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Eabie

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    123
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  • Gender
    Male
  • Location
    Coventry, West Midlands
  • Interests
    History, politics, collecting DVDs (movies and television), Kate Bush, and the weather (especially storms).
  1. Coventry just had its first proper thunderstorm since I moved here in May last year! The storms of June 28th just missed us here, producing distant thunder and about 5 minutes of very torrential rain. This time the thundershower passed overhead, and I saw a flash of lightning (as well as heard plenty of close thunder) and the rain was again torrential. While this year hasn't been anything too remarkable for storms, it's been a darn sight better than last year (not that that's very hard -- 2011 was beyond pathetic)... both because I've heard a lot more thunder (including the two most notable events, June 28th and today) and because I went back to visit my family in Canada for two weeks, and saw a handful of storms while there.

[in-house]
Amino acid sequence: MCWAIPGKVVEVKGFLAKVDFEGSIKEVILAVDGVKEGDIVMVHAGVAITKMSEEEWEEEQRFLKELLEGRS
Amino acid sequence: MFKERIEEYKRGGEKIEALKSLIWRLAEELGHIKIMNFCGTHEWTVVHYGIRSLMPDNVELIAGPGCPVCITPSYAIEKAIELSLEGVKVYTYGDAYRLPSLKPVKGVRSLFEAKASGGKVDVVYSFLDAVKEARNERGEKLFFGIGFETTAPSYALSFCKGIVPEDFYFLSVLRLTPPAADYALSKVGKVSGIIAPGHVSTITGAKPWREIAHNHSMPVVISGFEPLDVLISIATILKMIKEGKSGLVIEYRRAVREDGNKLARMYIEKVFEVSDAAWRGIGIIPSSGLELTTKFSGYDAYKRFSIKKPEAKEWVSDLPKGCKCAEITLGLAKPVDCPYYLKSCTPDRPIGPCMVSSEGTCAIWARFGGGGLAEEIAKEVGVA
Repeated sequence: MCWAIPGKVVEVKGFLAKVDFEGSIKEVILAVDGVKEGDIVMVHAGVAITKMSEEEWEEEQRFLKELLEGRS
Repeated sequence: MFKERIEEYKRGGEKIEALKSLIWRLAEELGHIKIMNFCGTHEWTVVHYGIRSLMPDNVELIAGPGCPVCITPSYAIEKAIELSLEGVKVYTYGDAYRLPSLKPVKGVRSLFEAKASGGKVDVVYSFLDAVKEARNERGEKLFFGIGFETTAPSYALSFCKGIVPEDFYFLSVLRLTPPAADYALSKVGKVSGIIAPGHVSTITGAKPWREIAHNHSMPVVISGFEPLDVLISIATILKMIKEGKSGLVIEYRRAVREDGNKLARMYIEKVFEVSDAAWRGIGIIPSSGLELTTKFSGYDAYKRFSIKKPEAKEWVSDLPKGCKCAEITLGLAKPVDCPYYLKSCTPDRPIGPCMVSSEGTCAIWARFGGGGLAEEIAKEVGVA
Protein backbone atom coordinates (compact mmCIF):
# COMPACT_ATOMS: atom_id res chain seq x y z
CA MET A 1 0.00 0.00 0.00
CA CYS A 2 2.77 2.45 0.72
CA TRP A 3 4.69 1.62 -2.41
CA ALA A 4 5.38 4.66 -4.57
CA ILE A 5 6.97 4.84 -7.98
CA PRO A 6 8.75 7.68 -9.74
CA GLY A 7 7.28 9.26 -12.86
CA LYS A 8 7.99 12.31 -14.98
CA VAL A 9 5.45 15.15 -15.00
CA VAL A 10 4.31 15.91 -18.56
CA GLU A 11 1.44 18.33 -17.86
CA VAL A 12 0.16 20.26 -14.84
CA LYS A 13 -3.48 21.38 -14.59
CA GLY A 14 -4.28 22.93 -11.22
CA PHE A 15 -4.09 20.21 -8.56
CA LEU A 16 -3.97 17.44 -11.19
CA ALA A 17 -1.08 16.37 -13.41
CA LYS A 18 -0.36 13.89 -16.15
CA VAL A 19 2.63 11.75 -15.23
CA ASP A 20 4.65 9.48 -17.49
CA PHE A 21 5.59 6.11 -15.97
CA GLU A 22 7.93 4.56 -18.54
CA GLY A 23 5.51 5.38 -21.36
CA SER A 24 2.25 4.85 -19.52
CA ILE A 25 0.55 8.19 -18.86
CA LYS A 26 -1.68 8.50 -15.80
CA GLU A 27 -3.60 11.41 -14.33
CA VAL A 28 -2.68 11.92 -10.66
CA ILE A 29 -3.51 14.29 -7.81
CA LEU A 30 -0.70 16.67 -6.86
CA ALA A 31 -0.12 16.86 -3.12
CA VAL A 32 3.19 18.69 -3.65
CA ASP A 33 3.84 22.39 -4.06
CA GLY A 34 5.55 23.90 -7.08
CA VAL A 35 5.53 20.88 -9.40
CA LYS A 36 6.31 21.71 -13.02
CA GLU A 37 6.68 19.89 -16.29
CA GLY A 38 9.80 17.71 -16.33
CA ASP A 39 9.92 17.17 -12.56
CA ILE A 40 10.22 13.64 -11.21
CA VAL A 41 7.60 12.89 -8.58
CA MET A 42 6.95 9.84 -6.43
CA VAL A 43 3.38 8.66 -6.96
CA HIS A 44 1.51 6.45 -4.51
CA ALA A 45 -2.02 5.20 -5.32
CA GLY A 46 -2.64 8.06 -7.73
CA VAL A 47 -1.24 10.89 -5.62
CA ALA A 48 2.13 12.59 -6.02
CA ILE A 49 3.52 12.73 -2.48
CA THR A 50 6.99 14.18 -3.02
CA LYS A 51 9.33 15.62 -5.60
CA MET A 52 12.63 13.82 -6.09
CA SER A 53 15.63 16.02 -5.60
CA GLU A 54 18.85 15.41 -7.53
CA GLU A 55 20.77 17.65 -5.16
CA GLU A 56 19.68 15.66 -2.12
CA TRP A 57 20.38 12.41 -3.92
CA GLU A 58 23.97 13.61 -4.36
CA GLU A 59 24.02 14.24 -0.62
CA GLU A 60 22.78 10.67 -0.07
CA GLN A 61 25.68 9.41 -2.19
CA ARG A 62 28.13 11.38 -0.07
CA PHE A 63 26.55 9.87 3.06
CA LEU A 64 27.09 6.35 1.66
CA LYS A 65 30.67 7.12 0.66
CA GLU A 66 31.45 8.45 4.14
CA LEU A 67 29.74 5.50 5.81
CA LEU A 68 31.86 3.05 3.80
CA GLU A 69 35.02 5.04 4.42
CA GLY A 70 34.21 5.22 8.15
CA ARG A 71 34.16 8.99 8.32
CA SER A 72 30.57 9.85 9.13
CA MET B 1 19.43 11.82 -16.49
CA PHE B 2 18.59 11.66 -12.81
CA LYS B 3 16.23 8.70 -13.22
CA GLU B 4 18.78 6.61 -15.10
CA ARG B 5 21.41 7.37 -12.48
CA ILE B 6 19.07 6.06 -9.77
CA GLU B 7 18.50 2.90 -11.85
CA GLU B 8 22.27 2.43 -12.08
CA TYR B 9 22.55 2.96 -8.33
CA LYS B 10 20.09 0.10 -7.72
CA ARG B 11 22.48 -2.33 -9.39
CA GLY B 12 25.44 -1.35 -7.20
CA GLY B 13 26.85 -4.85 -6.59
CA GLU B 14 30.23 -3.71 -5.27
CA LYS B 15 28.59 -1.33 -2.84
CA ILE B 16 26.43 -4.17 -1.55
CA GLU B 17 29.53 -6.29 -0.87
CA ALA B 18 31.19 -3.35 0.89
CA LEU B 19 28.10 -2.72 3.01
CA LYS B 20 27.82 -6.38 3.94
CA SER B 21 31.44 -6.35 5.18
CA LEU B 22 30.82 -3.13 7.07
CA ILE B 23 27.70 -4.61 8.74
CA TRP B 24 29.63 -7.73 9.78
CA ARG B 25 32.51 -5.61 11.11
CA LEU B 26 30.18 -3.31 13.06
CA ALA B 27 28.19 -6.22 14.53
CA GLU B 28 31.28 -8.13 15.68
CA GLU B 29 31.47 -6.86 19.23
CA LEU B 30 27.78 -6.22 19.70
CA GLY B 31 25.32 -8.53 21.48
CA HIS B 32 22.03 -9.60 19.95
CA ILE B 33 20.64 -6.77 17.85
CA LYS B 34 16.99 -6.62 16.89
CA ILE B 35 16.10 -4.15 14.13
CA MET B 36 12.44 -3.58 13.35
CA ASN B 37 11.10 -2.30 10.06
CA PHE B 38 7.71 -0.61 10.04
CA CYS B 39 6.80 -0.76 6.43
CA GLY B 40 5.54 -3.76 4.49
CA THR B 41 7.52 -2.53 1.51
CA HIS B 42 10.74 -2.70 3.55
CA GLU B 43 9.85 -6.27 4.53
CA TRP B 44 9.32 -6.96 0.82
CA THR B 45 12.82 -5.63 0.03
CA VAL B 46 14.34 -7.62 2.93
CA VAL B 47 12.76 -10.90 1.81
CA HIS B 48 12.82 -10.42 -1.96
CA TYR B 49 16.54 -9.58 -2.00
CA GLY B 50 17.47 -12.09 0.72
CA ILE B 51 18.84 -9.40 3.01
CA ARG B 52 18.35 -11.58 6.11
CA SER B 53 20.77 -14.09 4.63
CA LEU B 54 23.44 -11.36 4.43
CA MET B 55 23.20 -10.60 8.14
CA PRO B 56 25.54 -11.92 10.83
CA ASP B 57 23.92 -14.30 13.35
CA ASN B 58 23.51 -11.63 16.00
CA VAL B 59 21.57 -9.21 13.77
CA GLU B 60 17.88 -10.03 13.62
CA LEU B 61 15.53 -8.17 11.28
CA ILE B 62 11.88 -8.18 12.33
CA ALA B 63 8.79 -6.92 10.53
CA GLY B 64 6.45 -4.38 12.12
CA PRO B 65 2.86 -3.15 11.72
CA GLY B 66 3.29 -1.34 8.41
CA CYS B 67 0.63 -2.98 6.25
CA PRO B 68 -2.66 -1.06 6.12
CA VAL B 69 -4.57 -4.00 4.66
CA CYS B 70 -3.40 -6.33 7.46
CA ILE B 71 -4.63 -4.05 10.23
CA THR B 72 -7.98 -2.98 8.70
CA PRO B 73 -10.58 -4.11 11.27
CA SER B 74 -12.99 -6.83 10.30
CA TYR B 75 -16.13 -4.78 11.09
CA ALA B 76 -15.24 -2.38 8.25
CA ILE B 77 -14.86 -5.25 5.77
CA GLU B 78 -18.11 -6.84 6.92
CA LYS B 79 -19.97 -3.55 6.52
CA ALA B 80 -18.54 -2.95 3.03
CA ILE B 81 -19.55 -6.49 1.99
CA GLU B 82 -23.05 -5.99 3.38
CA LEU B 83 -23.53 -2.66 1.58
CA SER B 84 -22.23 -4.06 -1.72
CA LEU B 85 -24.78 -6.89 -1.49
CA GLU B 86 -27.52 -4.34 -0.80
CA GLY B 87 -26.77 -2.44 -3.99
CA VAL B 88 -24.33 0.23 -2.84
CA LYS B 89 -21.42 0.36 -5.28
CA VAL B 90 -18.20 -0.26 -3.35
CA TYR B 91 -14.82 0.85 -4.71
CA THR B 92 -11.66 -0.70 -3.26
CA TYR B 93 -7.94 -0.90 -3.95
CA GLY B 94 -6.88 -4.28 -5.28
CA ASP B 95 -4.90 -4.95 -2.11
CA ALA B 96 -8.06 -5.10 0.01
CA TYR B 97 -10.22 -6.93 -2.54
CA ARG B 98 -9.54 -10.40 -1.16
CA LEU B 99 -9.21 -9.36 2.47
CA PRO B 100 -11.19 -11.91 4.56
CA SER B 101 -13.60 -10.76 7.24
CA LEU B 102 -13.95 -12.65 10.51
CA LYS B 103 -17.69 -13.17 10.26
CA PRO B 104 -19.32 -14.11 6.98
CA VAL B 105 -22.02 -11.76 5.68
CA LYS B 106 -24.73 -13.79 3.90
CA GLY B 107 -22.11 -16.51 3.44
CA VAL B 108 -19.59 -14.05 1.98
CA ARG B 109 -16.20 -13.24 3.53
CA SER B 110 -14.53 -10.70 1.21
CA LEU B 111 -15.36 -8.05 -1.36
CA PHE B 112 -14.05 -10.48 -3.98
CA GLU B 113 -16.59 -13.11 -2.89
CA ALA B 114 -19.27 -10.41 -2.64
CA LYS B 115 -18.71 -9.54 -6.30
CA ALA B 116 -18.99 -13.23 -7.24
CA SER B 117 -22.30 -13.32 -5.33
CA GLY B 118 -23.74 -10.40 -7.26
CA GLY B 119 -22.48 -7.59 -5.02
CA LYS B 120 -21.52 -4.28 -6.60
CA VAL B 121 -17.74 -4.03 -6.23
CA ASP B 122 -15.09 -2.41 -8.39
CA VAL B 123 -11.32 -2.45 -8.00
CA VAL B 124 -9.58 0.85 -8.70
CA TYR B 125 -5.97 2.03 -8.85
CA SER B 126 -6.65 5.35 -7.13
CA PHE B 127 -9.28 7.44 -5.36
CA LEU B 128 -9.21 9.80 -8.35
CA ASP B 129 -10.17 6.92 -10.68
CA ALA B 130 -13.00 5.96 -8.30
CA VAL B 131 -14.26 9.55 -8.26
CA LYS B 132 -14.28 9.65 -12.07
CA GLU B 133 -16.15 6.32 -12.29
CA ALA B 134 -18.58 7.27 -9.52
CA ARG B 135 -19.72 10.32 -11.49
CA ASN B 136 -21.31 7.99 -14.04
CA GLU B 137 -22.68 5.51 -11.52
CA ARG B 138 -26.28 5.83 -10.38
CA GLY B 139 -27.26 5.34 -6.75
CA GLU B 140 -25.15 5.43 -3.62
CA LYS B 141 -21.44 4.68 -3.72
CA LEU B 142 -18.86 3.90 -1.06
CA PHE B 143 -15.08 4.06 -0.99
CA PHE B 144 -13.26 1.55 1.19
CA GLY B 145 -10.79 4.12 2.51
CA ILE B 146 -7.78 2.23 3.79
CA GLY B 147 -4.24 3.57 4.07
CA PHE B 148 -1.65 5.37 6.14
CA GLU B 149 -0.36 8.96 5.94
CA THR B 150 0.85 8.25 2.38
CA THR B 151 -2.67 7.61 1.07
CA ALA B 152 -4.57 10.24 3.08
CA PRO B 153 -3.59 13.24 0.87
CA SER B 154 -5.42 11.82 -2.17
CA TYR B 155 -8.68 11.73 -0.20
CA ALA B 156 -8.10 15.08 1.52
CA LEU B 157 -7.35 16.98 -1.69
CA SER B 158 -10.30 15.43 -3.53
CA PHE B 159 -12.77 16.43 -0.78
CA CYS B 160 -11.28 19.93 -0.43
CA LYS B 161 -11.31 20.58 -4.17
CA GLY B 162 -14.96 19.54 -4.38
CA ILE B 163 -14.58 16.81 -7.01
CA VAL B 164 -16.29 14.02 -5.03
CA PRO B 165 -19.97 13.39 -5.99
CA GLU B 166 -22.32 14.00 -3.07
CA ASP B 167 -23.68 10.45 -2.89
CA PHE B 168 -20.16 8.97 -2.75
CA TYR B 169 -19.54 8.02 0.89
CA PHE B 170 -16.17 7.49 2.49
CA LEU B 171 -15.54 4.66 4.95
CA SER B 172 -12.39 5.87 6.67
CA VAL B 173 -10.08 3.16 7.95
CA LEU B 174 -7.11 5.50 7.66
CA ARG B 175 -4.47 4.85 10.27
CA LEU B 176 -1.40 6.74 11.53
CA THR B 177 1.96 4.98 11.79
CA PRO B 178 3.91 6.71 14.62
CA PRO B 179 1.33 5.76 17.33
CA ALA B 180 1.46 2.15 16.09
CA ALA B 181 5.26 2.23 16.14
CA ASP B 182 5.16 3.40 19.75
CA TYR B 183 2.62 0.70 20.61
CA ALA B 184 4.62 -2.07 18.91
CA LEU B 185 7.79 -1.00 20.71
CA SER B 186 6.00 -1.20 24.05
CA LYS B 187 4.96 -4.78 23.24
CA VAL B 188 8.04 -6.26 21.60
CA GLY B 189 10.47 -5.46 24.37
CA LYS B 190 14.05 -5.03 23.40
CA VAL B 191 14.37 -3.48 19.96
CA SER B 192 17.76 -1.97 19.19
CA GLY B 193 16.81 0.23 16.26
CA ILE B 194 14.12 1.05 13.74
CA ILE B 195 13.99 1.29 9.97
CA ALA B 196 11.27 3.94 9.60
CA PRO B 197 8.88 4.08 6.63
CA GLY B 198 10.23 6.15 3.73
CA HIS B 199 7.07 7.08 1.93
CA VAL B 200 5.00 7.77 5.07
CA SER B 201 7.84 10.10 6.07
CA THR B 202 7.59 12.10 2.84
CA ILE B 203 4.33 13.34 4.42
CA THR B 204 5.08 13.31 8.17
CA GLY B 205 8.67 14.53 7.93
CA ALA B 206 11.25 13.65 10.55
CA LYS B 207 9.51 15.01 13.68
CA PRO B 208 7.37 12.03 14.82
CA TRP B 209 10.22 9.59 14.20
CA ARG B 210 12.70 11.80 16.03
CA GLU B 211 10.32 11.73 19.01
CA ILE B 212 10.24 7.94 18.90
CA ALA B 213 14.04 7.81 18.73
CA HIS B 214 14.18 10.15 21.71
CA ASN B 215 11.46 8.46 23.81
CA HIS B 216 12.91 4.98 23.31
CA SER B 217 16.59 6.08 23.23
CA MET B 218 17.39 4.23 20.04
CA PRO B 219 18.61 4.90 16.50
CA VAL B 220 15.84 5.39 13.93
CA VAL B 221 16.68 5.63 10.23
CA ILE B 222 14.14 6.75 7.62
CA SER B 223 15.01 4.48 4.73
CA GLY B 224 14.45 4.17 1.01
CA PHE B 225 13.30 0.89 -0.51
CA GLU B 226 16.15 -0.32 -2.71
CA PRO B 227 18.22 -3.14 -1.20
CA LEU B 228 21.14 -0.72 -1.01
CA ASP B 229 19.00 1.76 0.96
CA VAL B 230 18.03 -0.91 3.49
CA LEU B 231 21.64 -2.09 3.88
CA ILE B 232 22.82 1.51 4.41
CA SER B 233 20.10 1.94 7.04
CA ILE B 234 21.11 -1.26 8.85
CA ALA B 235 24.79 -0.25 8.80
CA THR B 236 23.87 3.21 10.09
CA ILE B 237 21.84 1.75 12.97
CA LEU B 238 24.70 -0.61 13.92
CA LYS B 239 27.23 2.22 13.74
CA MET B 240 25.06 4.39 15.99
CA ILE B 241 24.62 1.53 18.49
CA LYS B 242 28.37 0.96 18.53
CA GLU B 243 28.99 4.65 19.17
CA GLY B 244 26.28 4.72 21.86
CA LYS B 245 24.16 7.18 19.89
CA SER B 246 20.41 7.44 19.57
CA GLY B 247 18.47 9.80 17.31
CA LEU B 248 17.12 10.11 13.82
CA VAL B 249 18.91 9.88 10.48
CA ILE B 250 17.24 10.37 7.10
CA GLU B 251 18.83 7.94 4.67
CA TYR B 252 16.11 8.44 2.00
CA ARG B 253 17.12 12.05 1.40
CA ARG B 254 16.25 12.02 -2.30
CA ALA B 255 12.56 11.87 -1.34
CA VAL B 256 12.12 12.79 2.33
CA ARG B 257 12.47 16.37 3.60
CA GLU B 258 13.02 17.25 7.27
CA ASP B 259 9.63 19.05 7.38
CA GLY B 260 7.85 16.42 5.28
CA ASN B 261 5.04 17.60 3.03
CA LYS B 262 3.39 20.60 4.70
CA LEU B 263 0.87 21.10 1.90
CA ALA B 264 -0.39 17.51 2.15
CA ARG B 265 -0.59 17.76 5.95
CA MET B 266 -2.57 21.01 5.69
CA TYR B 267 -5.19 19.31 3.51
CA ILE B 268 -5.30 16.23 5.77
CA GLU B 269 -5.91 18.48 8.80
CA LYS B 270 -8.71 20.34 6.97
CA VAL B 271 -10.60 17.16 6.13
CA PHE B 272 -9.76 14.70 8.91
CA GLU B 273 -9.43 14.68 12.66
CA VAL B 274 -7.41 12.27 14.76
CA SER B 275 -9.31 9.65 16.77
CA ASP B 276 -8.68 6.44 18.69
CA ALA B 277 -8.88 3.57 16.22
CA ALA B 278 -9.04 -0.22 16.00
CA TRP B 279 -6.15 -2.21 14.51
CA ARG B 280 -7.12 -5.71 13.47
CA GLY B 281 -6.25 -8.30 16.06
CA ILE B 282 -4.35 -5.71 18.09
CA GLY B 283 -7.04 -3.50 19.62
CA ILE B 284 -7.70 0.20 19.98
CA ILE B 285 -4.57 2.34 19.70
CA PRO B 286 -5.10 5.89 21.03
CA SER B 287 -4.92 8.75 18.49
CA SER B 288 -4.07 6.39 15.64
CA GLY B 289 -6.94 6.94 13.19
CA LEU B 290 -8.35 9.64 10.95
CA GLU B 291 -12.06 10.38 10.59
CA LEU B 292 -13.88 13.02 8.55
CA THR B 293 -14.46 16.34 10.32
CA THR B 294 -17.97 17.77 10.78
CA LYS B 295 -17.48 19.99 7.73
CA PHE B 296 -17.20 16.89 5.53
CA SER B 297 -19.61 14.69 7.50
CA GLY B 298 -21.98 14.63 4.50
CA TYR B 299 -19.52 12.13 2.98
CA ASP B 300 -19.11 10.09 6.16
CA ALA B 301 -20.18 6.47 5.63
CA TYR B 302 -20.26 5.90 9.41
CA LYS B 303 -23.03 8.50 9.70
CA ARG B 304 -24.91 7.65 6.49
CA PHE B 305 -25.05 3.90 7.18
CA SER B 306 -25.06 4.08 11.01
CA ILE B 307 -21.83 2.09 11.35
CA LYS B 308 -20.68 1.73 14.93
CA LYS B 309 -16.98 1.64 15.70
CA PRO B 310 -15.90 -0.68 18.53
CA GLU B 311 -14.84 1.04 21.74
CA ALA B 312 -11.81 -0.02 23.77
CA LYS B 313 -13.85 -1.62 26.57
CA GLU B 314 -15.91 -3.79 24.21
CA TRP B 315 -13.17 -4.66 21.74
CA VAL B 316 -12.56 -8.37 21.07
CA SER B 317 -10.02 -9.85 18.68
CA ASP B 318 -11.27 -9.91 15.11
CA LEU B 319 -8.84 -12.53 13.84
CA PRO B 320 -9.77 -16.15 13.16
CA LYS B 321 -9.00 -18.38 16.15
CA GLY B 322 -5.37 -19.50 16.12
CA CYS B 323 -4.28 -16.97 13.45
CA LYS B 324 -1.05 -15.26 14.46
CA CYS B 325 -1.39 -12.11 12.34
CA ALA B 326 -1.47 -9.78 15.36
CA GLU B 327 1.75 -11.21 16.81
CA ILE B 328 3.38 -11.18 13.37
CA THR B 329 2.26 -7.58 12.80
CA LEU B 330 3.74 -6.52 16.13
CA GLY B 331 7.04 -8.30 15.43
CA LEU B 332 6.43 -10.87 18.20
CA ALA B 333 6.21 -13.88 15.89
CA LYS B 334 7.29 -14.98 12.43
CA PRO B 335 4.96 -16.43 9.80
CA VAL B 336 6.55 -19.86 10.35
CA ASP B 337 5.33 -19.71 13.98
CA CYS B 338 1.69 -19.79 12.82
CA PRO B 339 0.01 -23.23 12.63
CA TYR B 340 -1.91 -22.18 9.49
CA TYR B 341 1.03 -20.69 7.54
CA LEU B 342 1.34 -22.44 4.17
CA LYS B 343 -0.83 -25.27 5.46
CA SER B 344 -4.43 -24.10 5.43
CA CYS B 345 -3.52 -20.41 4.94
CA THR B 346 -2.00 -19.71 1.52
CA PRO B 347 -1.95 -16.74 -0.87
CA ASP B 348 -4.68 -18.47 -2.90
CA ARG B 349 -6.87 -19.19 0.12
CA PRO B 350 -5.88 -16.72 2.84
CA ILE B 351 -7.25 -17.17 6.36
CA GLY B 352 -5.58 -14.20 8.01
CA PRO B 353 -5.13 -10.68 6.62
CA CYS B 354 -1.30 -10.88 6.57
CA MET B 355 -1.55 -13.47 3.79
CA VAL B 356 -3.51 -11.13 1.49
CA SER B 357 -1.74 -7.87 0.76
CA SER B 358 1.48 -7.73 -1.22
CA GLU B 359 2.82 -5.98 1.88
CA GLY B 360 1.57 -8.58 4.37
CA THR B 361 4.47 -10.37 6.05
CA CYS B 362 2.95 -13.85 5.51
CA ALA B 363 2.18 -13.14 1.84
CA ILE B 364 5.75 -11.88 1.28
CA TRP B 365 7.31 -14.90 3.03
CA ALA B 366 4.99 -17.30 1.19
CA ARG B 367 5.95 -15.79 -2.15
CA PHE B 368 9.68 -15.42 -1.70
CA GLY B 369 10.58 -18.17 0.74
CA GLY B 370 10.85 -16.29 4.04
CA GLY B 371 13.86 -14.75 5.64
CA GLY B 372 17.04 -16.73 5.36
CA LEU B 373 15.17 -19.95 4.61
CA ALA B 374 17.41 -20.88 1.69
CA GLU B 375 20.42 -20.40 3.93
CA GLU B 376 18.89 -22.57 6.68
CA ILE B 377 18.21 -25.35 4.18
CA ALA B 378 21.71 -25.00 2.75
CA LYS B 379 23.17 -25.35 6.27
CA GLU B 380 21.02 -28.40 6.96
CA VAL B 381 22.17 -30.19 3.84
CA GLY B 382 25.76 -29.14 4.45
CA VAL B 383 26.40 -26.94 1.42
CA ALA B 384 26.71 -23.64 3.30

2. With all the storm talk on this forum the last few days, I just wanted to say that the models for June 30th in my hometown of Winnipeg, Manitoba, are showing a high of 31 C, with dew points of 25 C, 5000 J/KG of CAPE, and deep shear of 40-60 kts with a cold front coming through later. Probably too high to be real, but nonetheless forecasters believe the cap will lift by early evening at the latest and the potential is there for some very severe storms. I truly love England.... but it's times like this I wish I was back in Winnipeg, for Thursday evening at least.